Mortimer Adler Can Show You How To Skim A Book Better


If you have been a reader of this blog for anytime, you know how much I value and enjoy reading. I believe it to be one of the most important habits we can develop and that the books we read shape who we become.

As a result of the incredibly high regard in which I hold reading, I spend a great deal of time thinking about the topic and seeking to sharpen my reading skills and habits. As a guy with this much of a love for reading, I am an incredibly slow reader.

Enter, Mortimer Adler.   

In his modern classic, How To Read A Book: The Classic Guide To Intelligent Reading, Adler offers up helpful rules for reading, including skimming a book. Like so much of what I learn, I wish I'd learned what Adler shares on skimming sooner. Oh how it could have transformed my college career! How much time could better book skimming skills have saved you in college? If you're anything like me, it amounts to hours and hours of time.

Not only will Adler's suggestions for skimming save you time, they will help you extract and retain more of what you read. If you follow the six steps below you will be able to separate the wheat from the chaff and discern the author's main points quickly.   

Adler's Suggestions for Skimming a Book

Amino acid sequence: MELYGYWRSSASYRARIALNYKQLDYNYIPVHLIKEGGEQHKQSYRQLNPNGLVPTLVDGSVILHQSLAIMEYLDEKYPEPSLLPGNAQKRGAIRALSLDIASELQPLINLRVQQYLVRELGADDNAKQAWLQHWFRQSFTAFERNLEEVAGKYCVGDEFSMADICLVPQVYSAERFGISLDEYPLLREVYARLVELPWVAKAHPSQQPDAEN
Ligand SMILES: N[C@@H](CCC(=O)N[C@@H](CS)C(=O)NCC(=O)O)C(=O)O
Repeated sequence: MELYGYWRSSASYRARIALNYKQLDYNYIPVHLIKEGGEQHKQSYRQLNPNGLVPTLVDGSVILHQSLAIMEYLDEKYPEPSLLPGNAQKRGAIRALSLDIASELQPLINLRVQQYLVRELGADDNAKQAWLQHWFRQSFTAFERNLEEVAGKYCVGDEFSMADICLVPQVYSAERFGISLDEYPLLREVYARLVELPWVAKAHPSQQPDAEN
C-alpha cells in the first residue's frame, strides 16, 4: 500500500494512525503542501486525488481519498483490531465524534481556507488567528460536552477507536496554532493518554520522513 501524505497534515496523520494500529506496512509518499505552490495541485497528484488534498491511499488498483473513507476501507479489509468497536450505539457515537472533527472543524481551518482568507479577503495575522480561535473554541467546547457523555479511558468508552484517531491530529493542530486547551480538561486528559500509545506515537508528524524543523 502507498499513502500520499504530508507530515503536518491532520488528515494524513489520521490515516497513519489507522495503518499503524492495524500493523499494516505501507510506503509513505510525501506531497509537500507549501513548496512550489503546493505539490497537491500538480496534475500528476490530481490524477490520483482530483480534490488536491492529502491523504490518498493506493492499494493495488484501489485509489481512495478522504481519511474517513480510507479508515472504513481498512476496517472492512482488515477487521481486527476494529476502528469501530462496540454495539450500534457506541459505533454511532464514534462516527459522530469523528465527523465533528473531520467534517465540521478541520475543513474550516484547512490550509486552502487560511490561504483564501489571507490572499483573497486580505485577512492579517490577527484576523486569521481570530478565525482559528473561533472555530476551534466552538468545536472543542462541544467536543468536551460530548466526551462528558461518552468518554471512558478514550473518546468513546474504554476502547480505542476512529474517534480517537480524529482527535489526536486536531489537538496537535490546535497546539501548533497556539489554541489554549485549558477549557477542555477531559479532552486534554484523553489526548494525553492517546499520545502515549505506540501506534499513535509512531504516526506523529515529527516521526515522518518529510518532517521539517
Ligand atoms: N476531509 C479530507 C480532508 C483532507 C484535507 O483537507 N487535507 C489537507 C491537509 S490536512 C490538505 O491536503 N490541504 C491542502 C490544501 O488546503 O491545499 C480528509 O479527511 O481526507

1. Look at the title page and if the book has one, at its preface.

2. Study the table of contents.

3. Check the index, if the book has one. Make a quick estimate of the range of topics covered and of the kinds of books and authors referred to. When you see terms listed that seem crucial, look up at least some of the passages cited.

4. Read the publisher's blurb.

5. Look now at the chapters that seem to be pivotal to its argument. If these chapters have summary statements in their opening or closing pages, as they often do, read these statements carefully.

6. Finally, turn the pages, dipping in here and there, reading a paragraph or two, sometimes several pages in sequence never more than that...Above all, do not fail to read the last two or three pages, or, if these are an epilogue, the last few pages of the main part of the book.